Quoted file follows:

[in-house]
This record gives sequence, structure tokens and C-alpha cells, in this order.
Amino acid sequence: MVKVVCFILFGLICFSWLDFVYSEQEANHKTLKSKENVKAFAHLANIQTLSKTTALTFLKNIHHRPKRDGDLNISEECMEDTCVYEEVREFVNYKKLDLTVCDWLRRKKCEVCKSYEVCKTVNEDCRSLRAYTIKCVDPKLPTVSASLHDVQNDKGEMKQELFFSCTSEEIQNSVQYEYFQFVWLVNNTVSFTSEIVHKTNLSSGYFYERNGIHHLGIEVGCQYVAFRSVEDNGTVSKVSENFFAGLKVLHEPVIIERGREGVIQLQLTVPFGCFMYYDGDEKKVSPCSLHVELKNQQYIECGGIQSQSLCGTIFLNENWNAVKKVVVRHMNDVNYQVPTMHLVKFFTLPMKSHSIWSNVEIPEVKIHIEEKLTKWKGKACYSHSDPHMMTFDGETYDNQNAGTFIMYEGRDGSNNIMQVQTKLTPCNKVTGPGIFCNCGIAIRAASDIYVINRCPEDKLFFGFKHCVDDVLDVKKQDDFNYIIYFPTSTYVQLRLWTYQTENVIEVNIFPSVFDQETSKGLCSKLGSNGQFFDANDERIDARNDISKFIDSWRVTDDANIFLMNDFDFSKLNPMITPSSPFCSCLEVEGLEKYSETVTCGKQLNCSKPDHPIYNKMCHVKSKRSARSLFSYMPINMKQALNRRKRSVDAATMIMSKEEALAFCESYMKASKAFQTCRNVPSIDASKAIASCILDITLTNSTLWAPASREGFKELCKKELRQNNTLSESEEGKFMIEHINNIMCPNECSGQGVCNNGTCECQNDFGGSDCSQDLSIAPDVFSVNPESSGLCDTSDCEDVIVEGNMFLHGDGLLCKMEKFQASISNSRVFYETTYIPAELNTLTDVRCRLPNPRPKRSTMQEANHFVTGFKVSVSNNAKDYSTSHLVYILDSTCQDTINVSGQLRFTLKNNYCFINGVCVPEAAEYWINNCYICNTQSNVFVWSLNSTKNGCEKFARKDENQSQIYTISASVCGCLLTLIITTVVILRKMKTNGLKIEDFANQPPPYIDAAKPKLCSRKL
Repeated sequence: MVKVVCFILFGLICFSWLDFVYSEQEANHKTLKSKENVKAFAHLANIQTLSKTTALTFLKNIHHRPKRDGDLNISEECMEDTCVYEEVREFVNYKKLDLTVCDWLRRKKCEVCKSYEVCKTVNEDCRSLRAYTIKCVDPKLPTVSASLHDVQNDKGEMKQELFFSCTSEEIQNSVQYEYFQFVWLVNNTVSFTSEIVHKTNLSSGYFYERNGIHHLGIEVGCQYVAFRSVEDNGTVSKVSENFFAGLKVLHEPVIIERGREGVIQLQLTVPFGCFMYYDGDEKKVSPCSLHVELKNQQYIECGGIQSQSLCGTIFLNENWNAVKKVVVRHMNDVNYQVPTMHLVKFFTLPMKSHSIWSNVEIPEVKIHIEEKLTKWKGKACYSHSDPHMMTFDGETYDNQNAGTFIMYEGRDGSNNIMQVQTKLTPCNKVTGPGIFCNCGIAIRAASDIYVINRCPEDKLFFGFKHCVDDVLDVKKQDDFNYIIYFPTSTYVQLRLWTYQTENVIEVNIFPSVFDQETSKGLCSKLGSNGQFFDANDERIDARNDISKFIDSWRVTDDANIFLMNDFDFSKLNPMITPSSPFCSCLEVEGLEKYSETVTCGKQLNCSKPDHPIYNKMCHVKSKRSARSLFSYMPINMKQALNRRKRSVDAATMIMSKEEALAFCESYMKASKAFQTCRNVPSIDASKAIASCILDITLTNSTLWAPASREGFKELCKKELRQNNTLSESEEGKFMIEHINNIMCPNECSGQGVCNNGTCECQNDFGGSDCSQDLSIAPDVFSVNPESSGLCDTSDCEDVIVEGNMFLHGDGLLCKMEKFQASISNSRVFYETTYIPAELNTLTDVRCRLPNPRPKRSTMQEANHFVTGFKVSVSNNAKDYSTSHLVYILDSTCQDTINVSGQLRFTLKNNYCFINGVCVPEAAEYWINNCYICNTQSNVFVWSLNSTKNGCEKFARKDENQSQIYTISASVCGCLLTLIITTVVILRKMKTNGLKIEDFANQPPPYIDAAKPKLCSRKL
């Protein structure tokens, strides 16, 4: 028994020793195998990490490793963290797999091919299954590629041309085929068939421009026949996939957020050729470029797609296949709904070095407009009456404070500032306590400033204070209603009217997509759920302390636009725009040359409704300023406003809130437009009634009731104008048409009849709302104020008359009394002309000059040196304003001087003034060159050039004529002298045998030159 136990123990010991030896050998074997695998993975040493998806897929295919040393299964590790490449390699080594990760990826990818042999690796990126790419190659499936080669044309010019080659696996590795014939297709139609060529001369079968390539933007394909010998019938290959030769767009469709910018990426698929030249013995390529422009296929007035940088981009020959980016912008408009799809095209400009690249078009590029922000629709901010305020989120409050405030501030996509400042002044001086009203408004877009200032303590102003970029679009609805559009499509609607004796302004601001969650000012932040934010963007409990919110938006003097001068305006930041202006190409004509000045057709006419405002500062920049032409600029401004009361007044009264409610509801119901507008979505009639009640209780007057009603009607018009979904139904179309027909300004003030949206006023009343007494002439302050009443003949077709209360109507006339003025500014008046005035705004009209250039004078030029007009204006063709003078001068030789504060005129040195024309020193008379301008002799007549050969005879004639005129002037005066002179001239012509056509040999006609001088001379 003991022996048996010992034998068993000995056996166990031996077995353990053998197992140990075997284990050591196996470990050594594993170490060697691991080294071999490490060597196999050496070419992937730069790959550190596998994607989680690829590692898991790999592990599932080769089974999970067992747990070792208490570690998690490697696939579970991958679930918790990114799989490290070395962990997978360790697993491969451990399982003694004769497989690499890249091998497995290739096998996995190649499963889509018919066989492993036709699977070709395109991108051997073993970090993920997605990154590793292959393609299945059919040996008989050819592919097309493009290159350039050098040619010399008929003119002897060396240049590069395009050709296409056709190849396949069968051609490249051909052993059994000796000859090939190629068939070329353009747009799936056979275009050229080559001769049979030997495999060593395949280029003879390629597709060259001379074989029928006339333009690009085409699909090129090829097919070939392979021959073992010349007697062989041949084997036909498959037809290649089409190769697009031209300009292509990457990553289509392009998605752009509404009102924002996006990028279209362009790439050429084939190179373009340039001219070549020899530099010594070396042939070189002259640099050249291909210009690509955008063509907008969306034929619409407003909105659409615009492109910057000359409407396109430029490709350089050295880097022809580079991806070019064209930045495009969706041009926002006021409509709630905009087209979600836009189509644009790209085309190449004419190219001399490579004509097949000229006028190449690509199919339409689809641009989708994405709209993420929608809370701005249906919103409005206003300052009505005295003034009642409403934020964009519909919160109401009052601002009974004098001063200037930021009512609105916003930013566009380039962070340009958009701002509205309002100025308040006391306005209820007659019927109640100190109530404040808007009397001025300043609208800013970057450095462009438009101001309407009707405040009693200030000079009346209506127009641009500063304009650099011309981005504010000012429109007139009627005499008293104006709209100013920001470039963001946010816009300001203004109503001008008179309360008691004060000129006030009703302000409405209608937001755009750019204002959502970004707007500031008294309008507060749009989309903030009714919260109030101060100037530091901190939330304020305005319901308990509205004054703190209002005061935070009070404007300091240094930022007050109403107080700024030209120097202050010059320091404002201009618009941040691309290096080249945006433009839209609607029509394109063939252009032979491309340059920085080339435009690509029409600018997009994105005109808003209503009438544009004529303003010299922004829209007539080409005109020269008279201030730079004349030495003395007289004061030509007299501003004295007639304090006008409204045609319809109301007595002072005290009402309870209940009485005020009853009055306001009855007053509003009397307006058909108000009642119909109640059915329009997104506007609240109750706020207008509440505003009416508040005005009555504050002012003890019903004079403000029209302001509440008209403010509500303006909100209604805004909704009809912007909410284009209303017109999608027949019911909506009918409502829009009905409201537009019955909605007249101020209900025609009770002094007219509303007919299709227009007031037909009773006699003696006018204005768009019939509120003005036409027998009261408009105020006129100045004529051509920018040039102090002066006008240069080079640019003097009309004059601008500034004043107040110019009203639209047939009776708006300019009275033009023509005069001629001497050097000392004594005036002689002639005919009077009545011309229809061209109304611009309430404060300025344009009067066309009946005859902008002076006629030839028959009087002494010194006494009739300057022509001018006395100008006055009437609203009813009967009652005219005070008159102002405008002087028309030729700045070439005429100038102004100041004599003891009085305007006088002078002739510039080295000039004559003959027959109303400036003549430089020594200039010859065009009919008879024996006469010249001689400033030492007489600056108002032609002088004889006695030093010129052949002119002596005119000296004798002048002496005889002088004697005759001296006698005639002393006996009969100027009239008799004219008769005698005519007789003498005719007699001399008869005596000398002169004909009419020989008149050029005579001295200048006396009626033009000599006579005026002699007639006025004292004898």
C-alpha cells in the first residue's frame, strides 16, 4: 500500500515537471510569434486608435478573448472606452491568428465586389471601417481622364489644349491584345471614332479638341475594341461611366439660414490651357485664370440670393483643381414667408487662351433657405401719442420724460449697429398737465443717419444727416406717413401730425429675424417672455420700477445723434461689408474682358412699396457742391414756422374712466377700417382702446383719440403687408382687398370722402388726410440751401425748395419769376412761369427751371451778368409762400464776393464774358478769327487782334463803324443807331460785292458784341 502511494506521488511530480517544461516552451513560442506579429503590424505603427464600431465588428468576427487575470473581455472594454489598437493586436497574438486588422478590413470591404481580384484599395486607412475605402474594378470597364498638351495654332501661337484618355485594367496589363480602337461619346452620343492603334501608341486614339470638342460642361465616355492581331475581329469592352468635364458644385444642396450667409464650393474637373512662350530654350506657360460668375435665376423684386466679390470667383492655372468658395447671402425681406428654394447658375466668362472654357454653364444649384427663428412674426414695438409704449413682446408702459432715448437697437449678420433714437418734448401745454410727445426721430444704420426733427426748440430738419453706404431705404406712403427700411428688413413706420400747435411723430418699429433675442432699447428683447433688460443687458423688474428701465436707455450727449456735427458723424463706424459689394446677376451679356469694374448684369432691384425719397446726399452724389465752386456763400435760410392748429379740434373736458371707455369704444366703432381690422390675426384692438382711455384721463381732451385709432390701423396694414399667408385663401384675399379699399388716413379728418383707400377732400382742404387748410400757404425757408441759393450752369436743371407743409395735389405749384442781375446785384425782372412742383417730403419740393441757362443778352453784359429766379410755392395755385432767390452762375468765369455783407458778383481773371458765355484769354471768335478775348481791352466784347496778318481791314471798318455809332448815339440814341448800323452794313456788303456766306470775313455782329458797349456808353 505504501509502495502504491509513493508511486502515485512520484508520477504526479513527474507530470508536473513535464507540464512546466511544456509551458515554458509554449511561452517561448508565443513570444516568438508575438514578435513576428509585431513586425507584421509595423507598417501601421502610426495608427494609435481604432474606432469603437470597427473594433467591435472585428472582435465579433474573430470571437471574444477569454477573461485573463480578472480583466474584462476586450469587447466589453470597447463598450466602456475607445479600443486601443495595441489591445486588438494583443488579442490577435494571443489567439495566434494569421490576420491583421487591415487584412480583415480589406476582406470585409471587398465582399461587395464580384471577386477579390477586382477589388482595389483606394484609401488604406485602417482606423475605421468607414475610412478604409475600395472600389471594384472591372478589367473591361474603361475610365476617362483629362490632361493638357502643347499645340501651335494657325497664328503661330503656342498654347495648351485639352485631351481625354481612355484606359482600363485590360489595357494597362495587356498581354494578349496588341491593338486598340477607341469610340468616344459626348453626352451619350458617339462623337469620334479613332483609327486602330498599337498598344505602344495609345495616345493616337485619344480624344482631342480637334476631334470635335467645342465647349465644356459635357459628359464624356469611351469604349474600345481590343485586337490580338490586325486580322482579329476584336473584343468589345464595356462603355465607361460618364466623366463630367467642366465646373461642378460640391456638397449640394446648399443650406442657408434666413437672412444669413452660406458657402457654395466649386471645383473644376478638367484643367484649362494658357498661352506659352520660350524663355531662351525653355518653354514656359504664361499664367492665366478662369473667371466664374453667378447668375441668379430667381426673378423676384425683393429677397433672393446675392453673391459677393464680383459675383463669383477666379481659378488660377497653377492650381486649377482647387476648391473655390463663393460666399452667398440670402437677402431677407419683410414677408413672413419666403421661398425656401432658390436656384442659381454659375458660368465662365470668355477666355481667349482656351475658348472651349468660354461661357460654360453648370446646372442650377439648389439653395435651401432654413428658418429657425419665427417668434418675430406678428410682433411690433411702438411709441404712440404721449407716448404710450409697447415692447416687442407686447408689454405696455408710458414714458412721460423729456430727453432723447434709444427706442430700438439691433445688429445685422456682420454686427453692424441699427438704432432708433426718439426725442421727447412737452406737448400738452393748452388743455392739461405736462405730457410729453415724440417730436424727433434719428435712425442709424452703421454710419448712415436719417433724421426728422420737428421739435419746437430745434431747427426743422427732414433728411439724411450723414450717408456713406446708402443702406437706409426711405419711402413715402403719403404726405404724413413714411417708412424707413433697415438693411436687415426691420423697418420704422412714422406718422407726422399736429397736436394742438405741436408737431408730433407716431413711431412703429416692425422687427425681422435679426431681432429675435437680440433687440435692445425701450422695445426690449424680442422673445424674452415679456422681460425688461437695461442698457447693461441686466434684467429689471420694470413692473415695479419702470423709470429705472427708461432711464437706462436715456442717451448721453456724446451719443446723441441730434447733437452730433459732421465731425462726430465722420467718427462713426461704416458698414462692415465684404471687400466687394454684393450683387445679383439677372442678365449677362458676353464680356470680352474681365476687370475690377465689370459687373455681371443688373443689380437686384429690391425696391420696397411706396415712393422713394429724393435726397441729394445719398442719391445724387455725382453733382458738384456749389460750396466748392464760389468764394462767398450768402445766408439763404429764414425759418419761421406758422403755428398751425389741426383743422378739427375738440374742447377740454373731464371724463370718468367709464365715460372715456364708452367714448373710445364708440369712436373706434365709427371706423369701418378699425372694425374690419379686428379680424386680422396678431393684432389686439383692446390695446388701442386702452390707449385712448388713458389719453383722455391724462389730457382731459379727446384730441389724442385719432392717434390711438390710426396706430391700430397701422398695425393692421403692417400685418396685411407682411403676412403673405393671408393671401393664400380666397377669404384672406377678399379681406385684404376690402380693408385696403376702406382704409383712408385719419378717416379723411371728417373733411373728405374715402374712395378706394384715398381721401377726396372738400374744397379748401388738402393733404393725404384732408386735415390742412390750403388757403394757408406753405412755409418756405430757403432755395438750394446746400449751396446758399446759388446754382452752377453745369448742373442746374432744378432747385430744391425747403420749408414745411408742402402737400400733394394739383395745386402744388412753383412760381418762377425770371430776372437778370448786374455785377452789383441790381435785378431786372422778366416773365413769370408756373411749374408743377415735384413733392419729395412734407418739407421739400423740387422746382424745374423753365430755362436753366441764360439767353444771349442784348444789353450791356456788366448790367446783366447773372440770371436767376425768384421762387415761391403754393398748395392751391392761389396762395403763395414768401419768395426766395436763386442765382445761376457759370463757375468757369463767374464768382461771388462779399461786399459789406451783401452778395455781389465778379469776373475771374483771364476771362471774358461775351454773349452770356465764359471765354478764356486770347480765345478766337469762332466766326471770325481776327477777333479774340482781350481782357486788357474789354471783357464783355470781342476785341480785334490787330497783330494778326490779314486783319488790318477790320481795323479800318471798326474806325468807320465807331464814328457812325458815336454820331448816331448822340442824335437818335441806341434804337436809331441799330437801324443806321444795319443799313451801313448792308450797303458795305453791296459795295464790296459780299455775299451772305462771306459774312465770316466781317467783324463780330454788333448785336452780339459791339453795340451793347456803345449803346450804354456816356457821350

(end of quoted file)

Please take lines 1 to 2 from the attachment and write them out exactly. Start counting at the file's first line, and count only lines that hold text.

[in-house]
This record gives sequence, structure tokens and C-alpha cells, in this order.